Step 6, X State Rule
That test requires the Model 2 Testbench Driver block 54 of
Step 7 Build Ternary (Tri-State) Models
The present invention requires building ensured that the logical structures are identical. The only difference is in how each model is stimulated using the two different testbench drivers.
Step 8 Inversions ? Block
Once the ternary models are constructed at the end of step 57, the present invention proceeds via link A in
Step 9 X States ? Block
If the result of the test in Inversions ? Block 55B in
In the preferred embodiment, IBM SixthSense permits the user to identify any facilities within the design as equivalence targets. The present invention requires the user to select, or otherwise to identify to the formal verification tool, the list of all MISR latches 23 which exist in the DUT (i.e. Common Logic Block 12). Just as Step 1 block 51 required identifying every signal that is asserted to be a partial good interface, along with its corresponding FENCE gating signal 31, Step 10 requires the further identification of the MISR latches 23.
Step 11 Equivalent?
The step 11 block 60 test executes a special formal verification run using the MISRs 23 of the design as the points of equivalence. The present invention is based on the premise that in a properly fenced design, the MISR 23 will not be influenced by any external signals when the FENCE gate 31 is active. This is logically equivalent to an inactive FENCE gate 31 passing an inactive INTF signal 30. The SixthSense tool will trace the design topology from the MISR bits 23 back to the INTF signals 30 and FENCE gating signals 31 and apply the testbench driver constraints from both models to test if the MISRs are a true point of equivalence. For example, if an INTF signal 30 is missing a corresponding fence gating structure 36, such as that shown in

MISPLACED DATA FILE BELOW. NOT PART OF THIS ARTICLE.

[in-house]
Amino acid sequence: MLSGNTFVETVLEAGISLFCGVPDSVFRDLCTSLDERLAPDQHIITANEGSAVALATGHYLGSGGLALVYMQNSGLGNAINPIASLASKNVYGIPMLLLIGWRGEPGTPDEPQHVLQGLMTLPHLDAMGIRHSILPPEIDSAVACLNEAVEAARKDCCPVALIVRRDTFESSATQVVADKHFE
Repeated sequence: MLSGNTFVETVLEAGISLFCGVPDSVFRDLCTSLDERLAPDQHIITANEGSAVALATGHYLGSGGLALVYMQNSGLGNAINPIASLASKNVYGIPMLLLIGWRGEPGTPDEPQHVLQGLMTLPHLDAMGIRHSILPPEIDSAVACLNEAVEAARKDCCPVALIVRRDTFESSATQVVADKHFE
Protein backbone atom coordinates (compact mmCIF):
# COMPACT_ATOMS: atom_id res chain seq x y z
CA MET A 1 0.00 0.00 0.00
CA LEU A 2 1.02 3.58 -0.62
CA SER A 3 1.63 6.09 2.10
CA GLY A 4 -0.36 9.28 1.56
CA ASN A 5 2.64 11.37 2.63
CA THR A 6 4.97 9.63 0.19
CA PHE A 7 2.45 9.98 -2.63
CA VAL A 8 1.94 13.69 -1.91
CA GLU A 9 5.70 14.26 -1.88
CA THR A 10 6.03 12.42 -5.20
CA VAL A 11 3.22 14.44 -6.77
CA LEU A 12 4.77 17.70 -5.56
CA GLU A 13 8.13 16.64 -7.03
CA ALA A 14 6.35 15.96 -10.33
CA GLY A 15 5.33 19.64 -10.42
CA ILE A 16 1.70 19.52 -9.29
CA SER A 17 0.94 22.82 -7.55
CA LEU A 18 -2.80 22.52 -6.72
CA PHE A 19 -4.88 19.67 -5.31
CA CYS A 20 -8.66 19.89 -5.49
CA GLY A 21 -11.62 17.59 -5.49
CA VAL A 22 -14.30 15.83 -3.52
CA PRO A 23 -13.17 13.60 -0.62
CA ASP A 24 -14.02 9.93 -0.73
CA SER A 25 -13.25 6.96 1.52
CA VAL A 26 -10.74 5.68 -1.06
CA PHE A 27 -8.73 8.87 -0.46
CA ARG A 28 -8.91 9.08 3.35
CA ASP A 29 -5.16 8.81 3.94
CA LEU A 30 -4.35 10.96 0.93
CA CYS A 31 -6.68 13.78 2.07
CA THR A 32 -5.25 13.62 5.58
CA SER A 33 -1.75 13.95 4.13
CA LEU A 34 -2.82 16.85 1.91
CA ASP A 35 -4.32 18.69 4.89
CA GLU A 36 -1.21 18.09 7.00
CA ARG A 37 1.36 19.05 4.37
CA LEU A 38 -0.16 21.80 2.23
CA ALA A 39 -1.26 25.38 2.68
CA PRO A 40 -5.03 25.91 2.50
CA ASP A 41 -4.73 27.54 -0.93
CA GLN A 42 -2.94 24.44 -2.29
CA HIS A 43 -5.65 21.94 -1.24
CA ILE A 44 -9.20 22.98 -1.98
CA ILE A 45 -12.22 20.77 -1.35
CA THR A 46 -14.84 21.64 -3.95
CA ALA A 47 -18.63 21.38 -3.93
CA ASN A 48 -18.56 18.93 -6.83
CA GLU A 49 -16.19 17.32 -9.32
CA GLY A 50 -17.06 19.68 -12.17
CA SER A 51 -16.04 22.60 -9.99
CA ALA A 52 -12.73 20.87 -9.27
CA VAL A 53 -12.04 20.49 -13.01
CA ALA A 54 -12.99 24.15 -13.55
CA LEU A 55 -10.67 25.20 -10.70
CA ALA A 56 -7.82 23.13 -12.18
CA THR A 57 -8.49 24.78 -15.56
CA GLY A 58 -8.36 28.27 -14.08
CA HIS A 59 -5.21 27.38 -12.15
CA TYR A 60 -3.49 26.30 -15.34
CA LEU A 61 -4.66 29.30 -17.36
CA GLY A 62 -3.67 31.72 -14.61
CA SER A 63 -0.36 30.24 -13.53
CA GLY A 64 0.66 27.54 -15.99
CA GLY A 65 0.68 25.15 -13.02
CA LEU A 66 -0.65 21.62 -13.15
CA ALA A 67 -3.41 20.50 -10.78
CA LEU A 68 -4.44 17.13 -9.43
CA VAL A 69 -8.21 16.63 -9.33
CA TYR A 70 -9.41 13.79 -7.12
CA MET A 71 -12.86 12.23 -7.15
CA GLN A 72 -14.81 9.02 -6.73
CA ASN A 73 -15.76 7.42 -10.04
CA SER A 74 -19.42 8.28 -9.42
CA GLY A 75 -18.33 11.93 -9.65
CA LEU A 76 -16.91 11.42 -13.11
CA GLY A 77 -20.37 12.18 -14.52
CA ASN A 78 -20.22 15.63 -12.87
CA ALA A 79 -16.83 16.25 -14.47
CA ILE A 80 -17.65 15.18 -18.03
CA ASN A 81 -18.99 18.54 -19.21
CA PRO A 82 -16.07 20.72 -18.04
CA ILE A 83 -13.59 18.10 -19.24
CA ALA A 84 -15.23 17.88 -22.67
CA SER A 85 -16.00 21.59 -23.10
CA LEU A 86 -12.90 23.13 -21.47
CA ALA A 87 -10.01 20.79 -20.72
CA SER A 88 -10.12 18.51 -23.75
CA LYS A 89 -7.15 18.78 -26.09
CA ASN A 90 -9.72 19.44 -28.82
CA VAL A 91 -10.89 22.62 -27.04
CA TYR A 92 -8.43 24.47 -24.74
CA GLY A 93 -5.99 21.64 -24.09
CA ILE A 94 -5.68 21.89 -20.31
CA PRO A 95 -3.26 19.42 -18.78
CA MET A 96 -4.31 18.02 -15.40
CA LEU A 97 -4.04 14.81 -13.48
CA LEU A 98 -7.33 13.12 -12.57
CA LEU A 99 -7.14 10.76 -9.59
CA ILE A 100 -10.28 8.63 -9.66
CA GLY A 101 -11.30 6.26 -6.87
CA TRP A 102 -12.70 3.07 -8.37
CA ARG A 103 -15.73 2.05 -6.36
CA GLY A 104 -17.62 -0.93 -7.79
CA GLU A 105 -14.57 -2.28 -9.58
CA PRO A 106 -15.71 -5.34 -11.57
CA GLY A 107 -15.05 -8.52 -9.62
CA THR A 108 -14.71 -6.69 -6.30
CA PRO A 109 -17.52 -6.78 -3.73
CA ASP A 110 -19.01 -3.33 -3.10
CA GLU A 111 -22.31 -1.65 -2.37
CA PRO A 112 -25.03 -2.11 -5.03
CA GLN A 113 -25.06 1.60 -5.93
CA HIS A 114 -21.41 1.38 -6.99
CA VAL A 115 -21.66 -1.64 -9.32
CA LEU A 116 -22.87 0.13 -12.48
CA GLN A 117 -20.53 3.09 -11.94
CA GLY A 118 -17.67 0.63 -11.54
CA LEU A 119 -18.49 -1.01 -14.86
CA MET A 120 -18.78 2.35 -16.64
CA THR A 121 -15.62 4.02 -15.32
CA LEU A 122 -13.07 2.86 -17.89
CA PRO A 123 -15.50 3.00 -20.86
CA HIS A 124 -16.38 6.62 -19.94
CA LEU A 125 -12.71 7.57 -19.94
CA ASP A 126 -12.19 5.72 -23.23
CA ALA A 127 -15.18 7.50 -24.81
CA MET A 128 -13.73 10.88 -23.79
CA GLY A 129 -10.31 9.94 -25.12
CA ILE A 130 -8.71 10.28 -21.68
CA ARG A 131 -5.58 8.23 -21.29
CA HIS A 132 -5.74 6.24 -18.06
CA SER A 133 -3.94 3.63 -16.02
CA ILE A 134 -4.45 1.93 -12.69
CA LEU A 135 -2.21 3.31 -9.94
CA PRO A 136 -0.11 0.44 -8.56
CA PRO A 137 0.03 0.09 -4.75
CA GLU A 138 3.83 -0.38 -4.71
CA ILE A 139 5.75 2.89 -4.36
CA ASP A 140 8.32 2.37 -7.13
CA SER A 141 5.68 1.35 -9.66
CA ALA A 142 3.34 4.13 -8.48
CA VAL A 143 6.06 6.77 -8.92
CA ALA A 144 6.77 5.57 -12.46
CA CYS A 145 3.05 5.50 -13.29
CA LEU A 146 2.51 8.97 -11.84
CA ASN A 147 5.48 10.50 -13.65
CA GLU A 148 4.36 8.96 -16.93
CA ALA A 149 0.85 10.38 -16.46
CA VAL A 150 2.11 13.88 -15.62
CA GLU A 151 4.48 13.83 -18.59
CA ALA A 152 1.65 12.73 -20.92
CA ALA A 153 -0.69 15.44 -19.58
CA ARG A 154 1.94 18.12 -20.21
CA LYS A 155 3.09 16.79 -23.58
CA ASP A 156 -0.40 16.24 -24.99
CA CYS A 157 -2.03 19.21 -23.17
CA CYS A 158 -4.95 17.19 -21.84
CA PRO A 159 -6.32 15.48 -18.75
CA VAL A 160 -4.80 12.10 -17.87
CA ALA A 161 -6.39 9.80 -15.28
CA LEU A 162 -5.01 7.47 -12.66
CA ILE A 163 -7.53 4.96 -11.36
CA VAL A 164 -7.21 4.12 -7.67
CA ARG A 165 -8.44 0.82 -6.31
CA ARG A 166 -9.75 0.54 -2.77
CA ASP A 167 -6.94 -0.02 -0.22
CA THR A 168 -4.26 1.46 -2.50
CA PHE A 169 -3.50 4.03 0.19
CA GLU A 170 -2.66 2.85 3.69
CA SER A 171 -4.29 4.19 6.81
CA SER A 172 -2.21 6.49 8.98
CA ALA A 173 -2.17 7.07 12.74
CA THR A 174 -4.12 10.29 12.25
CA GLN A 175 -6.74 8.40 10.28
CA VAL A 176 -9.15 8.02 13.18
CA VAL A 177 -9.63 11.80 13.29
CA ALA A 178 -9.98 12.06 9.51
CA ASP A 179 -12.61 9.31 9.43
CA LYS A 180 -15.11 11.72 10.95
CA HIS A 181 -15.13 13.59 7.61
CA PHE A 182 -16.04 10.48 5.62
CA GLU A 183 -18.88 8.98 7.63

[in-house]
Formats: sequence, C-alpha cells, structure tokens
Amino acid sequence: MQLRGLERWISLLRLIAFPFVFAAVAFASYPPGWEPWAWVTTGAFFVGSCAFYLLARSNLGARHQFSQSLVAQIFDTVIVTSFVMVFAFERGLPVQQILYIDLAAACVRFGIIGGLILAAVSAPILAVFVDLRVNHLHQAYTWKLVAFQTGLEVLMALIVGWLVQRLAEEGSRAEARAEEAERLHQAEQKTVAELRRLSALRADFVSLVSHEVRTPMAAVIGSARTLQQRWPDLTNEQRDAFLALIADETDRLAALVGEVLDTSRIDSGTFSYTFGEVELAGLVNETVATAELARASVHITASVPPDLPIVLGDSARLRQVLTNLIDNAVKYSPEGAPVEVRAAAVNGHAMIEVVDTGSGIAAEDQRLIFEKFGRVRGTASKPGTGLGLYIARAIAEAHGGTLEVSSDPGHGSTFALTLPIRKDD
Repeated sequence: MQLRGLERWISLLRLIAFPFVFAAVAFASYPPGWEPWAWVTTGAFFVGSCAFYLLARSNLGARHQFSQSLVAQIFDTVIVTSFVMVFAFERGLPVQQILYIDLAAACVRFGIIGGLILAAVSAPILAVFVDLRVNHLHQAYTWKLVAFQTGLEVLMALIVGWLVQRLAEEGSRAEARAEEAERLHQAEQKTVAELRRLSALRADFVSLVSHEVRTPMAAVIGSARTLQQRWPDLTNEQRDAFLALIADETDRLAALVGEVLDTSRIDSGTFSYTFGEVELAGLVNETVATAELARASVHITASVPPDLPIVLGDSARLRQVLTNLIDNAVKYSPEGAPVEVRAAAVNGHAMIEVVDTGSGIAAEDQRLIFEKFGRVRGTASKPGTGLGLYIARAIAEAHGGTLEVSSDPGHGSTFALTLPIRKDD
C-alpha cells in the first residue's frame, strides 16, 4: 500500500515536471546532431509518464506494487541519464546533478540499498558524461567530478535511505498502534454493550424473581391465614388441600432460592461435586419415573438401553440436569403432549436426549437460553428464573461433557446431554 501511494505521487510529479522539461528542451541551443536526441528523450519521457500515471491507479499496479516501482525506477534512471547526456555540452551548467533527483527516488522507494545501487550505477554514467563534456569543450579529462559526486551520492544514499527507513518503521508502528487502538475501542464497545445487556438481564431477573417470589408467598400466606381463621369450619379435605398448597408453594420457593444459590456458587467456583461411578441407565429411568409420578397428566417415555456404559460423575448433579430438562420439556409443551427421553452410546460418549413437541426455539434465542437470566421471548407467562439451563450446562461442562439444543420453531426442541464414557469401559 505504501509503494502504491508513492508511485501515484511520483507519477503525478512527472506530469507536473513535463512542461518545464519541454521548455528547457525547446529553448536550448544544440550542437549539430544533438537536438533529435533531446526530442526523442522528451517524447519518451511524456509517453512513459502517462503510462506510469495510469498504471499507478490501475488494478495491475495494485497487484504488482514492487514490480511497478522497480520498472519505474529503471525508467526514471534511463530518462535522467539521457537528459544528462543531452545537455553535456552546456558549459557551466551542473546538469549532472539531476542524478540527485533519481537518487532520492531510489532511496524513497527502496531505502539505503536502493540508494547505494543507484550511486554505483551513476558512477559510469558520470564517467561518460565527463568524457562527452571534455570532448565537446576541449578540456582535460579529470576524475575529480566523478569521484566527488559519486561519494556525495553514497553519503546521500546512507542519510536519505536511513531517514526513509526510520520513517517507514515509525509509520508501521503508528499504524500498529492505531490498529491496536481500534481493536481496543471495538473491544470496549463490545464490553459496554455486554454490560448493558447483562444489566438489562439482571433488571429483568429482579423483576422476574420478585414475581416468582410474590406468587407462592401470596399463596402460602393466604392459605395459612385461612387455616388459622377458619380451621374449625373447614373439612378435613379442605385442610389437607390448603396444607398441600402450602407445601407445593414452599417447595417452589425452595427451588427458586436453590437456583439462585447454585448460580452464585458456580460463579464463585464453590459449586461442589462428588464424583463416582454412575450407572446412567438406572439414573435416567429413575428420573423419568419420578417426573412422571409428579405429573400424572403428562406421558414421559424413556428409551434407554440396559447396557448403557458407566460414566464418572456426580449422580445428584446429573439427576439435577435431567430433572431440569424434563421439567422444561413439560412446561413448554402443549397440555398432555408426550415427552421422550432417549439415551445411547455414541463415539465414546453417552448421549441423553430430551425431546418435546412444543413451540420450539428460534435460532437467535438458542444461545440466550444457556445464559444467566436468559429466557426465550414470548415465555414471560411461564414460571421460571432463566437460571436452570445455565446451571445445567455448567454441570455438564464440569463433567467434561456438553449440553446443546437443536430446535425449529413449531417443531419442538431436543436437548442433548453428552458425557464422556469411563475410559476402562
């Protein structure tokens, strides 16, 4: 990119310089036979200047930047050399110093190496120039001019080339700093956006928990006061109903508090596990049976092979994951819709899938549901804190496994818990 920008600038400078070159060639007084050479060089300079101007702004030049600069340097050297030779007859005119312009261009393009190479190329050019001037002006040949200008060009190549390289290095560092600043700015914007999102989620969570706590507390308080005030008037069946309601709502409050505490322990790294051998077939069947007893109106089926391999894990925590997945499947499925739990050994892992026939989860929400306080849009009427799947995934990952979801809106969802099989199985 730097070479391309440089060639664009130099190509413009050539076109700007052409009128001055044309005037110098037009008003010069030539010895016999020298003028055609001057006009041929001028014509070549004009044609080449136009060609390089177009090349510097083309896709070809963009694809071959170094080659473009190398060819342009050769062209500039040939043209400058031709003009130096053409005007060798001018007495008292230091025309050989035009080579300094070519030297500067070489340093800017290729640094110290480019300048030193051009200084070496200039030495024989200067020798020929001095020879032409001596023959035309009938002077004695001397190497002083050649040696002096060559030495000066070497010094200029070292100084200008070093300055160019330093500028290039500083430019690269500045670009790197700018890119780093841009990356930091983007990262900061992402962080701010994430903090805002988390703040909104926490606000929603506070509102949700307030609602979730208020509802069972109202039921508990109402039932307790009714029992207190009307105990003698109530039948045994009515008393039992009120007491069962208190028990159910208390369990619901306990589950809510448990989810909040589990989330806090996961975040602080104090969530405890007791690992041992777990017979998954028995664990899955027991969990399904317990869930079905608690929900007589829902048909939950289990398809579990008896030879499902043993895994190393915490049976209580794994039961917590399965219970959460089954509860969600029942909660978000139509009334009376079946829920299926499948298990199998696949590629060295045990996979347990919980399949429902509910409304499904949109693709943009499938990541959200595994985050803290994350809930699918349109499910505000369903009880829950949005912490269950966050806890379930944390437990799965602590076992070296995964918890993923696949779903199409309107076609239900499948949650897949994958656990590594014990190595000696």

One of the main advantages of the present invention is the ability to exploit the exhaustive state space exploration capability of a formal verification engine to determine any clocking sequence and corresponding latch states to produce a counterexample showing non-equivalent MISRs. This is a significant improvement over traditional verification methods of actually simulating the LBIST operational sequences to determine if the MISR can ever mismatch the predetermined “golden” signature. The operational sequences are complicated to set up and execute, and are prone to missing steps or tests.
Additionally, these complex simulation runs must be modified whenever the LBIST sequence is altered or enhanced, thereby creating the potential for a false positive result because the verification was exercised using an obsolete sequence. By relying on the mathematical equivalence algorithms embedded in the formal verification engine to demonstrate that the design is logically equivalent in the two modes of operations, the verification can be performed independently of changes in the LBIST procedures. The verification engineer or designer responsible for this task also needs no knowledge of the LBIST procedures which enables this type of verification to be exercised by a myriad of resource.